No doubt about it, law students have it rough.
Only about two-thirds of them land a job after graduation that actually requires the degree they just earned, and nearly all of them accrue a large load of debt in the process—an average of about $100,000 per student.
This pain is wholly self-inflicted, but that hasn’t stopped law students from suing to stem it. A few years back, recent grads filed a slew of lawsuits accusing their alma maters of duping them with exaggerated job placement stats.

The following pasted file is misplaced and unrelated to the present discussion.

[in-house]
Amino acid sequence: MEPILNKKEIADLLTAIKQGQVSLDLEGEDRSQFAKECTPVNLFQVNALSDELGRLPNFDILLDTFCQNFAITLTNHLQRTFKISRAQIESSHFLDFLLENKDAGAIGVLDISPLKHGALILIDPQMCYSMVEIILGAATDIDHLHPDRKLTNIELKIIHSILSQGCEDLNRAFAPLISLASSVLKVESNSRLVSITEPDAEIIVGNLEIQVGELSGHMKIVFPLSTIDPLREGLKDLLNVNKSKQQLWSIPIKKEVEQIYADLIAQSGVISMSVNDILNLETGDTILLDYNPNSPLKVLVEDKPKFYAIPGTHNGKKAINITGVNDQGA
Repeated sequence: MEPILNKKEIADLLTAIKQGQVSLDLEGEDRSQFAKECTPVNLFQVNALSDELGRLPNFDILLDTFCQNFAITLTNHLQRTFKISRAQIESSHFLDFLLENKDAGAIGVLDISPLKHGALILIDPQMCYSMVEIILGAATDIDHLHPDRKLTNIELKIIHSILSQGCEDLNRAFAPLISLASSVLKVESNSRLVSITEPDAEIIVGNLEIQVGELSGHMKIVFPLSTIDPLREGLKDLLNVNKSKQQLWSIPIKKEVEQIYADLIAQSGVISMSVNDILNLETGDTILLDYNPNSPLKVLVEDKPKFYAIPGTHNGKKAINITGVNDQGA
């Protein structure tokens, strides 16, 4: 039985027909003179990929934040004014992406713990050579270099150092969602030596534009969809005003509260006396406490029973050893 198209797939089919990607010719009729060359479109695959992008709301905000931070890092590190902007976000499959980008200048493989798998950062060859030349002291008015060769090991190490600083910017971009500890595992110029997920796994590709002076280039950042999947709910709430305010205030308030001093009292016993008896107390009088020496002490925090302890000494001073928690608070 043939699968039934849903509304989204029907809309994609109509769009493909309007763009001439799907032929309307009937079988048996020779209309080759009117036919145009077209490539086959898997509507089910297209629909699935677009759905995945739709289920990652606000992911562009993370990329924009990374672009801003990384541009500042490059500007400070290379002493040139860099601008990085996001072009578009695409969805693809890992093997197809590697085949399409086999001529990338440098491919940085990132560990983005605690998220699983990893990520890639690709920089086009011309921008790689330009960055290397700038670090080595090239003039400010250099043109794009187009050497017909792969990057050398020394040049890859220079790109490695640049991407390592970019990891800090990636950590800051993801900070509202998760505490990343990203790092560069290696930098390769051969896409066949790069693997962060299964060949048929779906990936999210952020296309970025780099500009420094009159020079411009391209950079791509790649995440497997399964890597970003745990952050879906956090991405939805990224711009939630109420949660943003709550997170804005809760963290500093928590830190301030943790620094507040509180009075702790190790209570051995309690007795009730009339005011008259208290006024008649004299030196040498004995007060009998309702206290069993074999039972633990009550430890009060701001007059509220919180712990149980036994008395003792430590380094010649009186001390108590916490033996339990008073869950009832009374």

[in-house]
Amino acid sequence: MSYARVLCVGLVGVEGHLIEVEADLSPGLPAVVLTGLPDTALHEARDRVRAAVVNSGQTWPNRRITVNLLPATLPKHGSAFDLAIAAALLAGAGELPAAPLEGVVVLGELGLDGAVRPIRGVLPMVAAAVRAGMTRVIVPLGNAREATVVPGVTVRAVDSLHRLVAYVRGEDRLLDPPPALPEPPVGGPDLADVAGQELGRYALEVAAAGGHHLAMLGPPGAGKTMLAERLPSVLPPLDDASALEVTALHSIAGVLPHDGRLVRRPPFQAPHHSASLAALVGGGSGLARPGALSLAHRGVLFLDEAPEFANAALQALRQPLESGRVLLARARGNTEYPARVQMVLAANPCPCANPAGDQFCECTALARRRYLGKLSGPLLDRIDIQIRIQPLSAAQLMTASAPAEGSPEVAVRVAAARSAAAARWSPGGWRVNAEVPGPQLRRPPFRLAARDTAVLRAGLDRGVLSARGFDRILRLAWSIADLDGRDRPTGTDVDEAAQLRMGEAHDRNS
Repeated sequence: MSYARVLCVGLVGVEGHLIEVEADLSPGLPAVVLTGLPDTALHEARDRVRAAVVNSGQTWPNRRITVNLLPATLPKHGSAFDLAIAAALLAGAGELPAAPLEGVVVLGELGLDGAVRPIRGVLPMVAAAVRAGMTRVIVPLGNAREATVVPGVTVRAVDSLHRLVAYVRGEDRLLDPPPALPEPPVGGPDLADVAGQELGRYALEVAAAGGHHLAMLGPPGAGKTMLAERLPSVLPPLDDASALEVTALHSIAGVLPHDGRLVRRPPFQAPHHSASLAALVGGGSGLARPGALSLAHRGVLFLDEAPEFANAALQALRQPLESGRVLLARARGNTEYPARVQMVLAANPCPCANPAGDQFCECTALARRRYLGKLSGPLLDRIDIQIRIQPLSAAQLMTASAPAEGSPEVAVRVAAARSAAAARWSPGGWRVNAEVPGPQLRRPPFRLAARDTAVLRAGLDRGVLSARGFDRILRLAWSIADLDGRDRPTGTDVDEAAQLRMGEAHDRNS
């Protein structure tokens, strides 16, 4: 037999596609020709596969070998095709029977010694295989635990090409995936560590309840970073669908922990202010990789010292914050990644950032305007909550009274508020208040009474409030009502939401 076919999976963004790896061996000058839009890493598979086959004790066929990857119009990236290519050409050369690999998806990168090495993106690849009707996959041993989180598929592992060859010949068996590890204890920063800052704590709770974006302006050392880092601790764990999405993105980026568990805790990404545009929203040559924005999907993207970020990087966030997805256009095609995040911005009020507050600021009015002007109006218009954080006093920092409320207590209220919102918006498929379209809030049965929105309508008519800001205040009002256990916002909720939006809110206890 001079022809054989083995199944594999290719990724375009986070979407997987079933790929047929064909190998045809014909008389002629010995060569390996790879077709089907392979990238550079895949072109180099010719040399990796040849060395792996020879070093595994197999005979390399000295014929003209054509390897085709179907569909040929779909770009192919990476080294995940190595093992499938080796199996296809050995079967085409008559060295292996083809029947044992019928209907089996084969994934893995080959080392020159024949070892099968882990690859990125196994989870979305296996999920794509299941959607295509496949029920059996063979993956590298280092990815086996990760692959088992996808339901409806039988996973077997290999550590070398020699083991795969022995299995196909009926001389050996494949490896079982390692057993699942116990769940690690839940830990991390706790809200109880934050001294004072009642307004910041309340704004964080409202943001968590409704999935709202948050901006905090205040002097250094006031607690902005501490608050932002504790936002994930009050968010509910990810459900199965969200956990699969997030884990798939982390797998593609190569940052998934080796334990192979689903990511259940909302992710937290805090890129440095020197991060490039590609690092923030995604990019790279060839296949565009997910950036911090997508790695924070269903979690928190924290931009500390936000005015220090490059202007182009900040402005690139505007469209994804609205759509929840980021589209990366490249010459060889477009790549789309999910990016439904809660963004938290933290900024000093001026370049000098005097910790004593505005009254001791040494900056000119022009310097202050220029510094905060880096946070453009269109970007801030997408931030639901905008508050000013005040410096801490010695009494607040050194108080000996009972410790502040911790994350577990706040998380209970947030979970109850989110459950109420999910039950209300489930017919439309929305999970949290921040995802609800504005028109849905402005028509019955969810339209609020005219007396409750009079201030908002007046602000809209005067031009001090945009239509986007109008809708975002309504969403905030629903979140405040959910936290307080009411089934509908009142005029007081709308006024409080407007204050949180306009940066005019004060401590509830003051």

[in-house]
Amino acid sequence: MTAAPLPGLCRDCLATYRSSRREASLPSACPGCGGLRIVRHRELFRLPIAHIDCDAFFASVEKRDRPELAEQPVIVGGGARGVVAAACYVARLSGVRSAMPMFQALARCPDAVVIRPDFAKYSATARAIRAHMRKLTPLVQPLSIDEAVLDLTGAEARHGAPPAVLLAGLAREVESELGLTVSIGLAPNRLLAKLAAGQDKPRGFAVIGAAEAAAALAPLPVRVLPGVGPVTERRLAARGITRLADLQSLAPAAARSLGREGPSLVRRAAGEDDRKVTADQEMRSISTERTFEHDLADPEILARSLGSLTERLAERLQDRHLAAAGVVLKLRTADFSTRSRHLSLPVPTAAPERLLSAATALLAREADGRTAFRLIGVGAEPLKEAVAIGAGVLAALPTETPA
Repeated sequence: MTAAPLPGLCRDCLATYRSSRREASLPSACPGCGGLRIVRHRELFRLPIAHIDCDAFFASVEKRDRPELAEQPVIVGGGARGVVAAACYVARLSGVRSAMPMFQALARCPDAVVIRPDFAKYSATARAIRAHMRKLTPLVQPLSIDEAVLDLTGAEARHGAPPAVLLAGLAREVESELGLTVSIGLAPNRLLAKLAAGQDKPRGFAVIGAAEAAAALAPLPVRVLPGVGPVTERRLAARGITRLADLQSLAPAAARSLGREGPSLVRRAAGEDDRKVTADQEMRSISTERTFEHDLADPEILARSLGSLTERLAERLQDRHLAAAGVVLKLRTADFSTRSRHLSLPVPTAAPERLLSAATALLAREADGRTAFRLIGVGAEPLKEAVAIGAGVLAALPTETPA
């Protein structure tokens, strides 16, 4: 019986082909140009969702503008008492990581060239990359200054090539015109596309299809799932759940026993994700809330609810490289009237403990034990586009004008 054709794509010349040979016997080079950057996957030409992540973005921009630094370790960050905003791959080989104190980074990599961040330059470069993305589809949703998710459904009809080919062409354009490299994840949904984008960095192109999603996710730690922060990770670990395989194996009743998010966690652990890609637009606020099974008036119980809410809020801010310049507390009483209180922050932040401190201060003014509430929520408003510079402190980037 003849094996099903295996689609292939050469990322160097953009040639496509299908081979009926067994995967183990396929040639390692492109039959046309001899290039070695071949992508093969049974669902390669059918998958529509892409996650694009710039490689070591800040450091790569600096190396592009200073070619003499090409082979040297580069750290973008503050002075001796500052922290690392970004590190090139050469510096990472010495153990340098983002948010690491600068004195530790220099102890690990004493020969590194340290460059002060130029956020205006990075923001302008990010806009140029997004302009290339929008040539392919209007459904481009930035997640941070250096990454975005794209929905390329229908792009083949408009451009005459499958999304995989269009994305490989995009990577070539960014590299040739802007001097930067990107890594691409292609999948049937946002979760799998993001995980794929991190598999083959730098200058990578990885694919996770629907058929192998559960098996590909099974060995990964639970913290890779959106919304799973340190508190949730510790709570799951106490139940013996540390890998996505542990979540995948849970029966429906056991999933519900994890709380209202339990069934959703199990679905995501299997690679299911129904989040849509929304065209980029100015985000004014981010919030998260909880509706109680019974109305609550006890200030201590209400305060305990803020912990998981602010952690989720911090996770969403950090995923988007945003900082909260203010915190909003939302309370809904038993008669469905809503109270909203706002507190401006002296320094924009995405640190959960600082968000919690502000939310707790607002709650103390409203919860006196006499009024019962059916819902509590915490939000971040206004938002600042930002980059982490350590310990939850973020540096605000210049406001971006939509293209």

This week, a law grad named Phillip Litchfield launched a fresh round of litigation when he filed a class action suit against the maker of bar exam software that he said “woefully underperformed” when tens of thousands of law grads used it to take the three-day test last month.
The defendant in the case is Florida-based ExamSoft Worldwide, the leading developer and…
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